Badminton will be the most followed sport during the Tokyo Olympics by Indians given the historic silver won by PV Sindhu at Rio 2016 and bronze by Saina Nehwal four years prior to that. This time around the Indian badminton contingent will be missing big names such as Saina, Kidambi Srikanth and Ashwini Ponnappa.
Nevertheless, fans remain hopeful for a medal considering India has had at least one podium finish at the World Championships and Olympics since 2011. Sindhu remains India’s brightest medal hopes despite a sloppy start to the season. The draws for badminton at the Tokyo Olympics were declared on Thursday.
Sindhu has to walk on eggshells if she is to get her hands on the gold medal. While she has an easy draw in the opening stages, Sindhu will be up against tricky opponents in the quarter and semifinals. We take a look at singles women player PV Sindhu’s road to the final of the event.
PV Sindhu’s road to gold at Tokyo Olympics 2020
The Tokyo Olympics badminton draws for the women’s singles are out. Ace Indian shuttler PV Sindhu has found a place in Group J for the opening round. Sindhu will have to fight past Hong Kong’s Cheung Ngan Yi and Israel’s Ksenia Polikarpova to make it to the knockouts. Given the opponents, it should be a cakewalk for the Rio Olympics silver medalist.
In the women’s singles, the top player from every group will be proceeding to the knock-out stages. Therefore, out of the 43 players, we will have 14 women shuttlers moving onto the next round and will fight it out for a place on the podium.
Denmark’s Mia Blichfeldt is Sindhu’s potential opponent in the pre quarterfinal round of the Tokyo Olympics. Blichfeldt is ranked 12th at the moment and is placed in Group I for the first round. The young Danish star rose to fame with a singles title at the European Junior Championships in 2015.
The Danish has been in tremendous form this season haveing made the semi-finals at the Yonex Thailand Open and the Swiss Open before reaching the quarter-finals at the All England Open. Blichfeldt is not expected to stir trouble for Sindhu who is an experienced campaigner while the former will be making her Olympic debut.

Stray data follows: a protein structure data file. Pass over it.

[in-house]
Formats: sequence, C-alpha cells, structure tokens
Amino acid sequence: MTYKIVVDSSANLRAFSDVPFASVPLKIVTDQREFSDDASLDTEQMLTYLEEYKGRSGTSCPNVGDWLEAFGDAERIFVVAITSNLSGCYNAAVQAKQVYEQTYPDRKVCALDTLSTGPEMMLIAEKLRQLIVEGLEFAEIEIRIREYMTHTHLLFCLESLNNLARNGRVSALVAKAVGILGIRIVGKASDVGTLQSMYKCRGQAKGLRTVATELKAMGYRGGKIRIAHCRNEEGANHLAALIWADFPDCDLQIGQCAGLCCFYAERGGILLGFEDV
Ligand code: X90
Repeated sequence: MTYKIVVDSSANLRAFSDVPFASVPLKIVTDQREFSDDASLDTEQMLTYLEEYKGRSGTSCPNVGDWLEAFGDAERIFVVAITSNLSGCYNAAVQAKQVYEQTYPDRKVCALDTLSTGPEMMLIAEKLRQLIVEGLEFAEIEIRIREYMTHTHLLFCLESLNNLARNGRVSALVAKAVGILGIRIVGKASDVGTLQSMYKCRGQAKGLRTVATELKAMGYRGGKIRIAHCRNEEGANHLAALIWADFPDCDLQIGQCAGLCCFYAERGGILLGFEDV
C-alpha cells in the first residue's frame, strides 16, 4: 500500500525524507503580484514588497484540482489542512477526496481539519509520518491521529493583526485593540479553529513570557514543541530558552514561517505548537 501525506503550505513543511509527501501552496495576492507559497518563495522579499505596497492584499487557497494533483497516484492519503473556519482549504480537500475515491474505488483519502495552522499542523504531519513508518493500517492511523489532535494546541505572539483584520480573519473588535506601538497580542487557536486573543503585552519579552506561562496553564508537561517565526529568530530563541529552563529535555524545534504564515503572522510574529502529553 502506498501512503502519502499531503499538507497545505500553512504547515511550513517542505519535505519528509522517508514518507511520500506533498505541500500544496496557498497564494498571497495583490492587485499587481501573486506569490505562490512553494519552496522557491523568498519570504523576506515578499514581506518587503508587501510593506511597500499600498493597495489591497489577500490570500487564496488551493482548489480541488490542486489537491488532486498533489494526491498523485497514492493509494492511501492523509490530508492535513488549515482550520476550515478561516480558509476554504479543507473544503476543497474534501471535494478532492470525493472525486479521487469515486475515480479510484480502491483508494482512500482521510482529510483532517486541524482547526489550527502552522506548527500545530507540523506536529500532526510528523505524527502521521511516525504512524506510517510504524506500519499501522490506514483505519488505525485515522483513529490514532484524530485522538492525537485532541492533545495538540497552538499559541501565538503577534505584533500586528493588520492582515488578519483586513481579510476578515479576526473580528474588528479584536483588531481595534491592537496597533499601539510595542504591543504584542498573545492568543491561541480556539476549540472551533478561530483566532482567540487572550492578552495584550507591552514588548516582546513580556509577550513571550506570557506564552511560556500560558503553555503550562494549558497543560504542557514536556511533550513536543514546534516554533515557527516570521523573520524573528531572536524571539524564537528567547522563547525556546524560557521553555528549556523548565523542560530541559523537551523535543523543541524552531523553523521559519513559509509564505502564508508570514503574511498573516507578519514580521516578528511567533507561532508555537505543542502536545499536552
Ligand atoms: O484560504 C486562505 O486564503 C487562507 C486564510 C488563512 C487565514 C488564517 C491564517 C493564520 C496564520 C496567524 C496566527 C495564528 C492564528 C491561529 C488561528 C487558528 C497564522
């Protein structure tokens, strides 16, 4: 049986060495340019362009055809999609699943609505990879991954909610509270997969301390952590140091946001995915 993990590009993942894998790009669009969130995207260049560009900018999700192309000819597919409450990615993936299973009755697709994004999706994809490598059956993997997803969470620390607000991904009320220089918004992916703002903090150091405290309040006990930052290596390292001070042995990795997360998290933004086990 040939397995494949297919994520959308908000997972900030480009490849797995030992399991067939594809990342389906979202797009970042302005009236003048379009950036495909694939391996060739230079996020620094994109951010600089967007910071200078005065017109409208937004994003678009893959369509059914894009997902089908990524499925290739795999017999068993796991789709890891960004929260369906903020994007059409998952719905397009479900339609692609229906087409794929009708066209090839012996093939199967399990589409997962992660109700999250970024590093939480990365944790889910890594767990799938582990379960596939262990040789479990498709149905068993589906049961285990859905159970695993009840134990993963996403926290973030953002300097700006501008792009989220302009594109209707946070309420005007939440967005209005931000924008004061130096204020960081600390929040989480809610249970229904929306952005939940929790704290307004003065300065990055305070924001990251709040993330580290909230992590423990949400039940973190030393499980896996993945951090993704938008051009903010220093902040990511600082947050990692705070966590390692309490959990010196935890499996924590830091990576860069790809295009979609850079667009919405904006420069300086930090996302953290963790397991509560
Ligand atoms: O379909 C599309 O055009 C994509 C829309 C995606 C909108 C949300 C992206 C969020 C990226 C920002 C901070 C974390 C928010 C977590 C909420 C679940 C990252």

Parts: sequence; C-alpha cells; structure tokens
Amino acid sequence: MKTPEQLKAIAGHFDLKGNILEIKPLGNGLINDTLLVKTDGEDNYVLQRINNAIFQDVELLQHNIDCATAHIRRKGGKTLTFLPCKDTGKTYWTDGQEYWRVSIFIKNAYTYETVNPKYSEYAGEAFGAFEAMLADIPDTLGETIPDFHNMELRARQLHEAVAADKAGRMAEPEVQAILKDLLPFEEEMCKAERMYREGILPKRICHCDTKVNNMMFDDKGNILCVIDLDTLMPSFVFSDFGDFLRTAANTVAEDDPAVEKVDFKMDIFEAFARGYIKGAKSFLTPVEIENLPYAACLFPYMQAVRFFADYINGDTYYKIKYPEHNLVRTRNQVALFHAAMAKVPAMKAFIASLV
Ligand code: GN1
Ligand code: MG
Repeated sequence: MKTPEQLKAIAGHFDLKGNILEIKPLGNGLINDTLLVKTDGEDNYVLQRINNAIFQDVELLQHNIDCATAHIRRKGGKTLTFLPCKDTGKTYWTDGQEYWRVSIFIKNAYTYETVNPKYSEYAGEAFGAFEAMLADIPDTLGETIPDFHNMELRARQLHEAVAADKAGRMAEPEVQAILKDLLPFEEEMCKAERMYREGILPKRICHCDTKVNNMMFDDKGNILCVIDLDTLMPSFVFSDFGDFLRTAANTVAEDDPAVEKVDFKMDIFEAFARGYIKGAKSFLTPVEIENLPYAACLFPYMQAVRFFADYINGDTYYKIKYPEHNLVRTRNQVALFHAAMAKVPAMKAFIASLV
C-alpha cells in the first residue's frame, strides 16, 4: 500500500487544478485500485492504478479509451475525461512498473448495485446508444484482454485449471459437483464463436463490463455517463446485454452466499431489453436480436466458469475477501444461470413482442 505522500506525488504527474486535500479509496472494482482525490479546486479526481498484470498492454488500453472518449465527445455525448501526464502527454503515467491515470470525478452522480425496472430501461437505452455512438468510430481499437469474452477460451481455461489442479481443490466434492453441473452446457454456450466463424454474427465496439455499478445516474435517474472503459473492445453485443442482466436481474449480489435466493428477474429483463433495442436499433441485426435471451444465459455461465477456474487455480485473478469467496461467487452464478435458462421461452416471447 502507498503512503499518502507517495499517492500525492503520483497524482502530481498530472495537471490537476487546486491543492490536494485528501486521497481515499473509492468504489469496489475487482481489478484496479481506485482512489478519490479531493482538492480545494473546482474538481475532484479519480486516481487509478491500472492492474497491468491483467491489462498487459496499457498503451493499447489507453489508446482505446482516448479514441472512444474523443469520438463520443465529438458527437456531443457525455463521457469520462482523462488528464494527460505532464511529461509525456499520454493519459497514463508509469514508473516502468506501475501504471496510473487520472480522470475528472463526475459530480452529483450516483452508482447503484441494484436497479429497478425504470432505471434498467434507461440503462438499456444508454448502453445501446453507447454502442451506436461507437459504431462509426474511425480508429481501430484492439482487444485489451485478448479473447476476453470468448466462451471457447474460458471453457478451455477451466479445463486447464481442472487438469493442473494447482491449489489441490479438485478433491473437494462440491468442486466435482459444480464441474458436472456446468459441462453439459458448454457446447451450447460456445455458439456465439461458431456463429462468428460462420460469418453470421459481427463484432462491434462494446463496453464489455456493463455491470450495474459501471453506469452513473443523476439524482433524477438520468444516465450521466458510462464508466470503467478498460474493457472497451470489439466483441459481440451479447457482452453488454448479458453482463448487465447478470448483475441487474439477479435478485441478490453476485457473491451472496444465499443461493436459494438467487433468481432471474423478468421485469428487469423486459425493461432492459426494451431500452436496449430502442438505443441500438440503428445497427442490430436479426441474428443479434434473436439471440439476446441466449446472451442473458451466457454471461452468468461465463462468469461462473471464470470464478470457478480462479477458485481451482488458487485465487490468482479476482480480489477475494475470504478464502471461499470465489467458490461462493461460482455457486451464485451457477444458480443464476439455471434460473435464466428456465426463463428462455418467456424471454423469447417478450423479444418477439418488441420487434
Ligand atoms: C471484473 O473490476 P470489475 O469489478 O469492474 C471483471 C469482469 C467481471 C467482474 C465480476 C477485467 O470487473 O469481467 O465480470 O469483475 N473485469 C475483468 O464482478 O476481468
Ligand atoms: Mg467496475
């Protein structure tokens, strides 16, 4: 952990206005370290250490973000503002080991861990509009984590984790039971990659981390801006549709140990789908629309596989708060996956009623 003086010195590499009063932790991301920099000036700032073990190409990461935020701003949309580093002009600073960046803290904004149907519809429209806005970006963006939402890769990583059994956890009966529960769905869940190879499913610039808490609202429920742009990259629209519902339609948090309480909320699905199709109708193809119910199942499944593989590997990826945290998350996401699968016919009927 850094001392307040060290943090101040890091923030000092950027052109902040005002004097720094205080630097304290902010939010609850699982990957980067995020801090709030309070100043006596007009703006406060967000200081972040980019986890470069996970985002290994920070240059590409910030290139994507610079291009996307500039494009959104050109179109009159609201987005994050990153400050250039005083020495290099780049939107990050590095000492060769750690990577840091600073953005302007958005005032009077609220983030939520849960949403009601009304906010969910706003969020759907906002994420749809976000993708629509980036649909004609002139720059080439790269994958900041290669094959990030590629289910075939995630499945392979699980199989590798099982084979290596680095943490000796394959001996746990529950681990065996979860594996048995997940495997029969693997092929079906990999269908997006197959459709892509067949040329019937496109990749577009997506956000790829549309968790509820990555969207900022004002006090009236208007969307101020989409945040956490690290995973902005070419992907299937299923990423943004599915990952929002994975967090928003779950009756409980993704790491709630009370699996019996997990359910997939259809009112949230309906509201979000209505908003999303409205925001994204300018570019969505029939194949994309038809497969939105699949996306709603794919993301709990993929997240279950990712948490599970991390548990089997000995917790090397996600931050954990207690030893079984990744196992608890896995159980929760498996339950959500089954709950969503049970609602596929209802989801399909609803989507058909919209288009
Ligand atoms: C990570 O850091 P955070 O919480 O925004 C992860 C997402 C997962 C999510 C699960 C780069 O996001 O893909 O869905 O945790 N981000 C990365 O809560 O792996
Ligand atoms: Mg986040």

The quarterfinals will see Sindhu go toe to toe with Japan’s Akane Yamaguchi. Pugnacious in attack and a tireless runner, Yamaguchi could prove to be a hard nut to crack for the ace Indian shuttler. Off late, the Japaneese has had the wood over Sindhu winning four of their last seven encounters.
The duo’s last encounter in the quarterfinal of the All England Open was a three set classic and we might see a repeat of it at Tokyo. Yamaguchi might have an edge over the Indian in her homeland but Sindhu is no stranger to big games. It will be interesting to see how the high profile duel turns out to be.
A clash with World number 1, Tai Tzu-ying awaits PV Sindhu in the semifinal. Despite boasting a 148-week record as World No. 1 Tai has no medal at the Olympics or the World Championships to show. The Chinese Taipei player is a master of deception with a wide range of shots but her inconsistency is the reason, an Olympic medal has been eluding her.
Sindhu has lost 13 of the 18 matches against Tai and is currently on three game losing streak against the 27 year old. Her last win against Tai came in August 2019 during the World Championships. If not Tai Tzu, there is a possibility that Sindhu might also have to encounter Thai veteran Ratchanok Intanon.
The gold medal clash will see PV Sindhu and China’s Chen Yufei go toe to toe. The left handed Chinese can stir up trouble in the final for Sindhu with her springy gameplay and stubborn attitude. Sindhu leads the head to head at 6-4 but at the stage of the Olympics, nothing is going to come easy.
Yufei has not played internationally since the 2020 All England Open, and there are concerns that nerves may get the better of her once again. If Sindhu manages to reach the final overcoming the numerous hurdles, the Chinese might not be much of a trouble for her.